The war of the economic plans continues with National now claiming a major flaw in Labour’s plan.
The National Party says there is a $10 billion hole, the latest of the claims and counter claims of errors and fiscal holes between the two major parties.
Yesterday Labour released its plan and immediately had to correct a typo, but says that mistake did not affect the overall budget and its numbers stack up.
But National says there is no provision to pay for the Auckland Light Rail project, blocked by New Zealand First in the last term, but which Labour has recommitted to if re-elected.
National’s finance spokesperson Paul Goldsmith says there was a “deliberate omission … to the tune of more than $10 billion” relating to two of Labour’s most expensive promises.
“Pumped Hydro has estimates starting at $4 billion,” he said.
“Yet there is no mention of it in Labour’s pamphlet. Labour can’t have a policy targeting 100 percent renewable electricity by 2030 without a clear plan to get there and how it will be paid for.”
Light rail for Auckland has been “estimated to cost at least $6 billion, and as high as $15 billion according to Winston Peters,” Goldsmith says.
“Again no mention of it in Labour’s feeble pamphlet. We know Labour promised to release no policy this election, but this pamphlet is taking it to the next level.
“Labour won’t fund Light Rail through the National Land Transport Fund [NLTF] given Grant Robertson has accused National of ‘raiding’ the NLTF to pay for some of our own ambitious transport package,” he says.
Labour says it has taken both projects into account.
In a statement Robertson’s office says since April 2018 the “government has been clear since that it would leverage outside sources of capital for the project, on top of the $1.8 billion seed funding in the Auckland Transport Alignment Project, funded by the National Land Transport Fund and Auckland Council.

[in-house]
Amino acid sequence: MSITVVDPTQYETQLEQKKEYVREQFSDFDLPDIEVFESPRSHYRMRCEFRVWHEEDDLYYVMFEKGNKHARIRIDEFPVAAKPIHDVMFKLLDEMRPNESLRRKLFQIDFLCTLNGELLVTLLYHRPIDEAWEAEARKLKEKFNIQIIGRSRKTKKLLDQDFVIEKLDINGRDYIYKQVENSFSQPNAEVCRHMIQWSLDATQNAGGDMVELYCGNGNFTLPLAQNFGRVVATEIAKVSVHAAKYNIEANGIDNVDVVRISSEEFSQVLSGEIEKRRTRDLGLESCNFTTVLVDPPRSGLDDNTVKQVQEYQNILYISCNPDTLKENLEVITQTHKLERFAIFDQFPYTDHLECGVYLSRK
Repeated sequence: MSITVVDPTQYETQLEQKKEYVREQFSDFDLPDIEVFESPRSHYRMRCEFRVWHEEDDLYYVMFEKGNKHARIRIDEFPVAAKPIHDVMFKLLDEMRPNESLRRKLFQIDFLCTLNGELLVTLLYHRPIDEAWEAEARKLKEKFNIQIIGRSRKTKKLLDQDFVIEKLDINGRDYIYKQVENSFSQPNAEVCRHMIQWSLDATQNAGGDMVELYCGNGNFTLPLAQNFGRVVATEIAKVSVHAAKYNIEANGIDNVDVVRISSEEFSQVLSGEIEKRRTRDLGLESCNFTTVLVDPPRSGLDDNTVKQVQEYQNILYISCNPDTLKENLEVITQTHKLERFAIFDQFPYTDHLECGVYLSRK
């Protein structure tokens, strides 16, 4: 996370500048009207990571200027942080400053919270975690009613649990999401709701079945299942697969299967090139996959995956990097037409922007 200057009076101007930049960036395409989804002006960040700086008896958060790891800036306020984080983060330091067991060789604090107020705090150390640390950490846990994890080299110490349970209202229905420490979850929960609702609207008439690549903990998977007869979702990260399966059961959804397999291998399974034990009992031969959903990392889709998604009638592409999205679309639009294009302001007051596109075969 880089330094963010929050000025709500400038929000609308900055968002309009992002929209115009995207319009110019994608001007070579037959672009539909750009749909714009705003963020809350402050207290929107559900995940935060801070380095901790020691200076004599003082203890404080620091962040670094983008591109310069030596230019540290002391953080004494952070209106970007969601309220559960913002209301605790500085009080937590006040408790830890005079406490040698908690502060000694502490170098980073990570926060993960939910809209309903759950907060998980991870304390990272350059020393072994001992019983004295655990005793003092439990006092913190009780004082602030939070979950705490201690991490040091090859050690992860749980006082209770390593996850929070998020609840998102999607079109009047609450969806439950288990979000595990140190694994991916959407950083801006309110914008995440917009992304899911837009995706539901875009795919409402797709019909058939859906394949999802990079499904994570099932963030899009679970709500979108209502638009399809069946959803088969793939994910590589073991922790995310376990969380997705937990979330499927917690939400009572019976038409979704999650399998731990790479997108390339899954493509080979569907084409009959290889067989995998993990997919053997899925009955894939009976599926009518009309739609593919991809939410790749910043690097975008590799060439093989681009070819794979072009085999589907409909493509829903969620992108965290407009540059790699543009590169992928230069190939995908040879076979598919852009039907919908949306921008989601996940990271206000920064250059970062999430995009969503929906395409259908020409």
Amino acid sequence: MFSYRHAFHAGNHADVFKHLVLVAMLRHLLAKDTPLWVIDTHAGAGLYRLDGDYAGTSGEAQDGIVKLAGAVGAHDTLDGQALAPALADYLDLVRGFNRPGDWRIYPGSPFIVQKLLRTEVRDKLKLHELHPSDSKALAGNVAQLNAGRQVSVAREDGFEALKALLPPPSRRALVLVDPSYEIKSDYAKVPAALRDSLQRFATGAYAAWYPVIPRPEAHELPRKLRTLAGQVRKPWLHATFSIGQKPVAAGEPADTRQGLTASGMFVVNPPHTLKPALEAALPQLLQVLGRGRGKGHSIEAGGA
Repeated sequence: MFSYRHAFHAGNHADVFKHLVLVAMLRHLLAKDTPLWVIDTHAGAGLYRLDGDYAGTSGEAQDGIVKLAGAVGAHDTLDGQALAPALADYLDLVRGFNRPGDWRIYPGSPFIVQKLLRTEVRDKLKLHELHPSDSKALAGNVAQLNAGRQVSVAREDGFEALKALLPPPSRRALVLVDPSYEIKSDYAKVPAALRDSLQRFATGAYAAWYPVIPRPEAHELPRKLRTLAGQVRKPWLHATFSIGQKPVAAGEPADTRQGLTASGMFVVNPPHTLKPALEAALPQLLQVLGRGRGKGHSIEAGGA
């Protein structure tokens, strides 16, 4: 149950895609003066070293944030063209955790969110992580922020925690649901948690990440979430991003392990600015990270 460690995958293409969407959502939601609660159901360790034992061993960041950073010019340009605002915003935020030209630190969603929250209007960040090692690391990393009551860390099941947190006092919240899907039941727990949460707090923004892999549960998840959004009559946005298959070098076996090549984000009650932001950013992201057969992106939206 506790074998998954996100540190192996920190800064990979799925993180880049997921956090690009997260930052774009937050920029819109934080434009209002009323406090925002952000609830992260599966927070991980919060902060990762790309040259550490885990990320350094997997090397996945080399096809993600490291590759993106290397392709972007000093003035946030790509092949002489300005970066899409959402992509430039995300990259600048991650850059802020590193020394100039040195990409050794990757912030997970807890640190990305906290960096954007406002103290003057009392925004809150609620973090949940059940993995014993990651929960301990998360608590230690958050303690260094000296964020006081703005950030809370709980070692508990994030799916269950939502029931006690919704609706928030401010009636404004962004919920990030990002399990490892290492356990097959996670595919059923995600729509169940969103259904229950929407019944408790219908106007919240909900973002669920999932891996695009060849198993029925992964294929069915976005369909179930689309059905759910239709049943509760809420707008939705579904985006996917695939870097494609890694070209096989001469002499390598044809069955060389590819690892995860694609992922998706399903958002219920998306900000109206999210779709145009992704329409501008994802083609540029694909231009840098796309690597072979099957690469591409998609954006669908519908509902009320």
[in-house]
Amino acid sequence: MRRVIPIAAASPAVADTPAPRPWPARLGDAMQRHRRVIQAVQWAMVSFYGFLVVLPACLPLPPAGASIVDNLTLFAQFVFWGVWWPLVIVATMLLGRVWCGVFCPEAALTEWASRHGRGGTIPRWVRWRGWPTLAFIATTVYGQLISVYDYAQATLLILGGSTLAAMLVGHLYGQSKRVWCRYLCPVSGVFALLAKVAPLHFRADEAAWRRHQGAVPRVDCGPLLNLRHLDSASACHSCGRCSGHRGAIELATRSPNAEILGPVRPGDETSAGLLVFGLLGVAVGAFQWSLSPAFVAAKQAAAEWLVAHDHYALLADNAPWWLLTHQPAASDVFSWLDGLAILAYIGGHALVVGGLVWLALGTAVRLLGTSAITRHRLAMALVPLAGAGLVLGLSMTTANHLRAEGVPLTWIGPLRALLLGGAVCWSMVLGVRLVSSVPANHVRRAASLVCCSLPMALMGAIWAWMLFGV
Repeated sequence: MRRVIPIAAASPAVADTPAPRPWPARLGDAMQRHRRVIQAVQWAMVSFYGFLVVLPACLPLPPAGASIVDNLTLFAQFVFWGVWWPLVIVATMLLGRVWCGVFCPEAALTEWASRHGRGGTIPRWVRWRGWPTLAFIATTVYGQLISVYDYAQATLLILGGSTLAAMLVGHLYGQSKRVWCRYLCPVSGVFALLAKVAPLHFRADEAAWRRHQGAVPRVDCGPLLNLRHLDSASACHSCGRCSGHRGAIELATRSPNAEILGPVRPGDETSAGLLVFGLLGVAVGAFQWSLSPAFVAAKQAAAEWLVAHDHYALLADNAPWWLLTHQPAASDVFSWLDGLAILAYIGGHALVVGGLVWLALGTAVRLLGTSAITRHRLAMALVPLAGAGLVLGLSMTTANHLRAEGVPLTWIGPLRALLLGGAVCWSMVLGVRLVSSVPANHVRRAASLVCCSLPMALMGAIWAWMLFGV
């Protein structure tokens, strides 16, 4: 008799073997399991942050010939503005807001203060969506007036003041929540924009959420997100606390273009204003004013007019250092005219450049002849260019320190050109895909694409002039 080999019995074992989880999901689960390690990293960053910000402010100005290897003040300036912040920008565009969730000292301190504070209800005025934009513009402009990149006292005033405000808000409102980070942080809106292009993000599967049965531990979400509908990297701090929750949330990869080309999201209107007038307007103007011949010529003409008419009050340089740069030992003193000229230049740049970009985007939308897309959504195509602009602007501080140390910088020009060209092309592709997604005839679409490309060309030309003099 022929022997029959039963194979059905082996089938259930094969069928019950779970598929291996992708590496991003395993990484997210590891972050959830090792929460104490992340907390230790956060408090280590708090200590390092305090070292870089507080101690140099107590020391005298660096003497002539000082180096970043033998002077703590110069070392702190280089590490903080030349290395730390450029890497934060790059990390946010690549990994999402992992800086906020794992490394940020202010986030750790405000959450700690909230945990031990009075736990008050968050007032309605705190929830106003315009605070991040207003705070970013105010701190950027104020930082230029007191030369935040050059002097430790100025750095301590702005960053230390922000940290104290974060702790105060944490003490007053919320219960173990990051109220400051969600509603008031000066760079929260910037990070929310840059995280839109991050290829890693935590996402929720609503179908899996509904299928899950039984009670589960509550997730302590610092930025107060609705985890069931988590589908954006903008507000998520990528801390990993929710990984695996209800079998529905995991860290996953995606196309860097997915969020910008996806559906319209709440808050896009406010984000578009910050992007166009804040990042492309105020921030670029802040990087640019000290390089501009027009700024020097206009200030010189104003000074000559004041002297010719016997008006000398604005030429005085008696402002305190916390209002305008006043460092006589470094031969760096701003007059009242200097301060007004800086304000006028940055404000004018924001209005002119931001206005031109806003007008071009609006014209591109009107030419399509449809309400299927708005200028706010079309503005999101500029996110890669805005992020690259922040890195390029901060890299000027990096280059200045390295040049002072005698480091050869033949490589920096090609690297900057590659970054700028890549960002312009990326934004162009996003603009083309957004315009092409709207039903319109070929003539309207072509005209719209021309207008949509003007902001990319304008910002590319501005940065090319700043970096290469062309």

“This is funding that would be put at risk under National’s plans to raid the transport fund,” it says.
His office says, for Lake Onslow, the government has “set aside the funding to carry out a business case. This is the sensible thing to do, particularly at this time when we’re being careful with every dollar we spend”.
Labour leader Jacinda Ardern said National’s claims are “absolutely ridiculous and desperate”.
“I don’t think anyone actually thinks that’s a logical argument, that a project that hasn’t even completed a business case should be included in a plan.
“If that is his [Goldsmith’s] logic then he actually just dug his hole even bigger,” she says.
National has yet to explain the full extent of its own errors, she says, dismissing its accusation as “a decoy”.
However Goldsmith said it “speaks to the arrogance of Labour that Grant Robertson thinks he can get away with so little detail”.
“New Zealanders are staring down the deepest recession in living memory. They want to see specific policies that will grow the economy and create jobs,” Goldsmith said.
“All Labour has offered is a day off, higher taxes and a ban on banana stickers.”